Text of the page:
“We are big believers in community foundations,” he said. “It’s a lay down hand for me. It’s so convenient.”
The Lasaters stood behind their words when they established the I Have a Dream Foundation Fund through the North Texas Community Foundation in 1989. For the past 21 years, this fund has not only helped area school children live out their dream of going to college with support and encouragement; it has financially supported these students through scholarships until they have their college degrees.
Another focus program established by the Lasaters, HS2, provides academically gifted and under-served Latino/a, African American and Native American high school students with advanced instruction in math, science, writing and college counseling over three consecutive summers.
Mollie, a former school board president in the Fort Worth ISD, has also found strategic giving to the Children’s Education Programs at Bass Performance Hall to be a “fun” and “heartwarming” experience.
The Lasater’s philanthropic legacy expanded in 2009 when their son, Edward, joined the family legacy and established the Ellison and Edward Lasater Charitable Fund through the North Texas Community Foundation.
Nick and Louella Martin
In early 2000, Nicholas and Louella Martin spearheaded a capital campaign to build a new branch of Boys & Girls Clubs of Greater Fort Worth in Polytechnic Heights. The Nicholas and Louella Martin Branch opened in 2002.
Two years later, a young man name Anthony Brown walked through the door. Anthony wanted to escape the drugs and gangs that surrounded his neighborhood. For him, the Club was a safe haven. Eventually, he became a member of the U.S. Air Force and a student at Texas Wesleyan University. He credits his years at Martin Branch with saving his life. He says that most of his childhood friends who were not Club members are “either dead or in jail.”
Today, many of the Club’s alumni are counted among its employees. Club programs focus on academics, health and citizenship. Nick and Lou, who recognized the immense community need, continue to support the branch through their fund at the North Texas Community Foundation.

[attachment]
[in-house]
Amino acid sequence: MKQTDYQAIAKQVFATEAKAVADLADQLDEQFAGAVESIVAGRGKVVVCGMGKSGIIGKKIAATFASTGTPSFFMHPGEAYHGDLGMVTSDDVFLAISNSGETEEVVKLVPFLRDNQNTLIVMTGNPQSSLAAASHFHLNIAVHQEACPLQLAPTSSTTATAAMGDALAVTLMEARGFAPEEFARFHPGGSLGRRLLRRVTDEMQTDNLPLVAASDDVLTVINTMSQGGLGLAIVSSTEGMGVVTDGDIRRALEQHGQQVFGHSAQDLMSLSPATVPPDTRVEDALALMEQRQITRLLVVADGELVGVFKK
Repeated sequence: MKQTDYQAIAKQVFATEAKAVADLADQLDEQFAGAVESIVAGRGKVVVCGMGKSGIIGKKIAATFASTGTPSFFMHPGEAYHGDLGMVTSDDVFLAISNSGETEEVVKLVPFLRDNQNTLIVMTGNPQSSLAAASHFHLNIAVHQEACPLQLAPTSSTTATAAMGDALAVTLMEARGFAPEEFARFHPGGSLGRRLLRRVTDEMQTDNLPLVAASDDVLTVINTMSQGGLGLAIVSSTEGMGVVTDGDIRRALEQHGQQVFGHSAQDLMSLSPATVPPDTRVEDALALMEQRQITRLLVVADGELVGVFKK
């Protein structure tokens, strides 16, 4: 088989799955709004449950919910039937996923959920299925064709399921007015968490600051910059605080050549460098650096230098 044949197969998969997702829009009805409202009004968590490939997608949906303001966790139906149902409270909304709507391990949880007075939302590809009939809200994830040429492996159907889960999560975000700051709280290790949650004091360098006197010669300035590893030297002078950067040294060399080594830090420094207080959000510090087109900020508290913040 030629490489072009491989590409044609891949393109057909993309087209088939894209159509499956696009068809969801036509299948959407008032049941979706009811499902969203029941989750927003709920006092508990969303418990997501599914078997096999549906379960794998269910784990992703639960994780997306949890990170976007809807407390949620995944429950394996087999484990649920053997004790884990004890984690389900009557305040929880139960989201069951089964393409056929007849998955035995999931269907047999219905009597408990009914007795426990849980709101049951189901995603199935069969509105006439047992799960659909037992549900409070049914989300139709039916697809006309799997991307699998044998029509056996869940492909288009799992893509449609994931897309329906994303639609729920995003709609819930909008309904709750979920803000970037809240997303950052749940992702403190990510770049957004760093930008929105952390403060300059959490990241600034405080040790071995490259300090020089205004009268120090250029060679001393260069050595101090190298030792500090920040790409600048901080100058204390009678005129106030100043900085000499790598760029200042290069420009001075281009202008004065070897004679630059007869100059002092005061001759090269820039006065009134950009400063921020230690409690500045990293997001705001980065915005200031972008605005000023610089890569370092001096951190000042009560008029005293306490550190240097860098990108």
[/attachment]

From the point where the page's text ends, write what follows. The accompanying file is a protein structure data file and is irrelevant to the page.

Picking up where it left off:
“We’ve given youth a safe place to achieve their goals and we’ve built community partnerships to ensure neighborhood youth thrive,” said Daphne Barlow Stigliano, Club president. “We are grateful for donors like the Martins, who not only see the potential in our organization, but the boundless potential of our youth.”
Lynn Wolf Memorial Fund for Preachers
Lynn Wolf was born December 24, 1946, in Hollis, Oklahoma. He passed from this life near Wellington, Texas, on April 4, 2015.
Lynn preached his first sermon as an early teen in the small country church where he grew up, after what he viewed as a failed attempt at leading singing. He would later often laughingly say that he immediately chose learning to preach over learning to lead singing as a way to serve the Lord because preaching was by far the easier of the two.
Although mostly self-taught from his daily study of the scriptures, Lynn did graduate from the Elk City School of Preaching and the Garnett Road Academy of Christian Education, both in Oklahoma. In later years he himself was director of and a teacher in the Northern Lights School of Biblical Studies in Fairbanks, Alaska.
Lynn served most of his adult years as a minister for various congregations of the churches of Christ in Texas, Oklahoma, Kansas, Pennsylvania, North Dakota, Alaska, and Missouri. Although not a polished public speaker (perfect grammar and pronunciation not being his forte), he was indeed gifted in the role of a Bible teacher, especially of the Old Testament. The majority of students who attended his Bible classes remarked that they had learned more in just a few months of being in one of Lynn’s classes than they had learned in several decades of regular church attendance. The most frequent response to learning of Lynn’s passing was the protest: “But I’m not through learning all I needed to learn from him.”
Lynn will be remembered for his sense of humor, his patience with children, his compassion for the elderly, his love for all of God’s creatures, and his reverence for and knowledge of the Word of God. He will perhaps be best remembered for his consistency in discerning and applying the Word, regardless of the immense personal cost to him in the realm of family relationships.* Although some closest to him thought him unable to see things from points of view different than his own, in reality he saw things only from a scriptural point of view, and he was simply unable to make exceptions or ignore scripture in the case of family situations and thereby fail to practice what he had preached for more than five decades. His love for his family and his concern for his loved-ones’ souls guided his every interaction with them.